Many of the hundreds who had gathered to watch found it difficult to bear as the two-metre high photographs of those who died in the arena attack were displayed on a huge screen in the centre of Manchester.
More than a thousand people had waited in the bright sunshine in Cathedral Gardens for the service to begin just 100 metres away.
And, when the screen lit up and music began, most held it together as they watched the service open and sang along with the hymns.
Most struggled to keep themselves from sobbing through the choir’s performance of Somewhere Over A Rainbow.
But, when the names and photos of the deceased came up on the screen, many of those near the front of the sea of people held their heads in their hands.
Some held each each other as they cried – small pockets of people clearly identifying with specific names on the giant display.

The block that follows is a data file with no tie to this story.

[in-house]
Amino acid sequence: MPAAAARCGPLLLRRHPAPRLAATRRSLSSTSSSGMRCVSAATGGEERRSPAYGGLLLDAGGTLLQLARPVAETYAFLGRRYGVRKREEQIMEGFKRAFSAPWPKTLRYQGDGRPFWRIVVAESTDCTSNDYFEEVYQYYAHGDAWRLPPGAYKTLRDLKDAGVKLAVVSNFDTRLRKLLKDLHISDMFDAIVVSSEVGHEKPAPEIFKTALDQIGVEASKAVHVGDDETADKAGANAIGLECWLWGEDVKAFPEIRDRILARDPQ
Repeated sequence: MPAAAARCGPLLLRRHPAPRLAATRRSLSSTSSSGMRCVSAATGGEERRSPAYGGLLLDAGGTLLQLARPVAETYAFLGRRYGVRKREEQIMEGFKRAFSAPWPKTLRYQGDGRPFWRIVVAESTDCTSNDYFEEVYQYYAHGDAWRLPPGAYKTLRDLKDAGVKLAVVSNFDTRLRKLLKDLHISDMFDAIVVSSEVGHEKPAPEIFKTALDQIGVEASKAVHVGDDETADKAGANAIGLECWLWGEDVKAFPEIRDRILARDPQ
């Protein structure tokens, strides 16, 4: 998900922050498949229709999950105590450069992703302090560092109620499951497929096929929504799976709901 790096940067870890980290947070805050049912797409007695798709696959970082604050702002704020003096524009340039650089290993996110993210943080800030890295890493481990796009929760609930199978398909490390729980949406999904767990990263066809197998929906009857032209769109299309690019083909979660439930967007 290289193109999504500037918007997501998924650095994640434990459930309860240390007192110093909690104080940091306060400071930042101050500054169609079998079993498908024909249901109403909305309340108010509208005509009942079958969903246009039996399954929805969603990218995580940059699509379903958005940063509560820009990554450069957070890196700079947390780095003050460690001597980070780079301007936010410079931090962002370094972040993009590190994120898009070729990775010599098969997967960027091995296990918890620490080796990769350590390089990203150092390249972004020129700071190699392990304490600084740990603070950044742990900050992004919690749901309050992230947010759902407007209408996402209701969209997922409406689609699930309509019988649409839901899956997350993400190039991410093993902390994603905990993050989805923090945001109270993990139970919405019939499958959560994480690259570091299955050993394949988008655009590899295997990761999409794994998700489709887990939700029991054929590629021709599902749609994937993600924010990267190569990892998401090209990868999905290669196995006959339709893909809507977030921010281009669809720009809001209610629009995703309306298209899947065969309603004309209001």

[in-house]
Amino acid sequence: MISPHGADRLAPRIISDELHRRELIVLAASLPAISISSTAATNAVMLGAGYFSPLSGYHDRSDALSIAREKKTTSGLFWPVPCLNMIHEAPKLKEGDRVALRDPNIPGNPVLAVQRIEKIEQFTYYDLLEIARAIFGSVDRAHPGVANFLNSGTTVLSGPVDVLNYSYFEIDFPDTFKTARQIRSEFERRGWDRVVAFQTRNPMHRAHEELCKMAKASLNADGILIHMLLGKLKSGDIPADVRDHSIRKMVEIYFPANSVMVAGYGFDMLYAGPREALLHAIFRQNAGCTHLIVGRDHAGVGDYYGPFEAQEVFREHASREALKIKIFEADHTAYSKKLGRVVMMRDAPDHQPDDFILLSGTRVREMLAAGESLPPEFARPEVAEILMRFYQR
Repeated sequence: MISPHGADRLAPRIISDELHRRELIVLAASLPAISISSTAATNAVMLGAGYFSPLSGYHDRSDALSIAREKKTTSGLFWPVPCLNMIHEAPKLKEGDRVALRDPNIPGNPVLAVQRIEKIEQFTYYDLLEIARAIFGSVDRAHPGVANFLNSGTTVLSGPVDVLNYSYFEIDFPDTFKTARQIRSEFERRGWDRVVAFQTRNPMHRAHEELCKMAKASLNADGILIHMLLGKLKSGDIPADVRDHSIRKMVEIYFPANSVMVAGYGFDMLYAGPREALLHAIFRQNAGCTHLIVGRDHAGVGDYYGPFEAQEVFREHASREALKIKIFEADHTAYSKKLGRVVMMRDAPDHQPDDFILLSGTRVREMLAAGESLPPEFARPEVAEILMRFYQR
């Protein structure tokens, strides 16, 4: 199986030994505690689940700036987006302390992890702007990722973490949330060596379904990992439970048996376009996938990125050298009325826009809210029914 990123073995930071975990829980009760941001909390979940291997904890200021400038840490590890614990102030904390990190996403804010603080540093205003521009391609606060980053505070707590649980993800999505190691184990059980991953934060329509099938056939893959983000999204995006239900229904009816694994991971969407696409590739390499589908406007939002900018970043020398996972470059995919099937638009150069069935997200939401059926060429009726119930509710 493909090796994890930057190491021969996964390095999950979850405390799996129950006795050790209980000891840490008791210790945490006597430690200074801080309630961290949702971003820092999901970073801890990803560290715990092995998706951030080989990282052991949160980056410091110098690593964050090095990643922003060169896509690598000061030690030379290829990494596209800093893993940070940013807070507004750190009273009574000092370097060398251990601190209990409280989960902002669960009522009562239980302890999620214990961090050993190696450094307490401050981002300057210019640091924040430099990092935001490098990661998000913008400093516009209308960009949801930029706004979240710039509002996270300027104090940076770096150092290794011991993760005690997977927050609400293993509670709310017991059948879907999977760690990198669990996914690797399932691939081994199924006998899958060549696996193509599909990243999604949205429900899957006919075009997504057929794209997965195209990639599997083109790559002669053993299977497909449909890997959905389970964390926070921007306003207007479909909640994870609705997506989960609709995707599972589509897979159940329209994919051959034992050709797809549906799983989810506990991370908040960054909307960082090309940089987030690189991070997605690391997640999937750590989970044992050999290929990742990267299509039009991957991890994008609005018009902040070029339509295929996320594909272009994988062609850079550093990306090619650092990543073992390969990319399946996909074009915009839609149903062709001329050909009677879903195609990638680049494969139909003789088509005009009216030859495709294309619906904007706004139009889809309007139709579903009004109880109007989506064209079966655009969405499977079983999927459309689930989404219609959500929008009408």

The emotional scenes outside the cathedral continued as everyone stood for the one minute silence.
Groups of people hugged each other throughout the crowd while others stared quietly at the screen or the floor.
As applause marked the end of the silence, somebody let a single bee balloon loose into the sky.
People leaving Cathedral Gardens said they thought the service was “perfect”.
Many stayed to look at flowers left at the base of the big screen and talk about the events of 12 months ago.
Carol Jackson, who came dressed as a Manchester bee, said: “We went to the One Love concert and it was just so touching, we just had to come back today.
“You’ve just got to do it. You’ve got to support the families. They need all the support they can get.”
Imran Muhammad said: “I thought the event was brilliant.
“It was exactly what was needed – everyone standing on the same platform, turning towards love.”
He said: “It was done perfectly, in my opinion.
“The message was revived that we stand together and I think that’s the most important lesson.”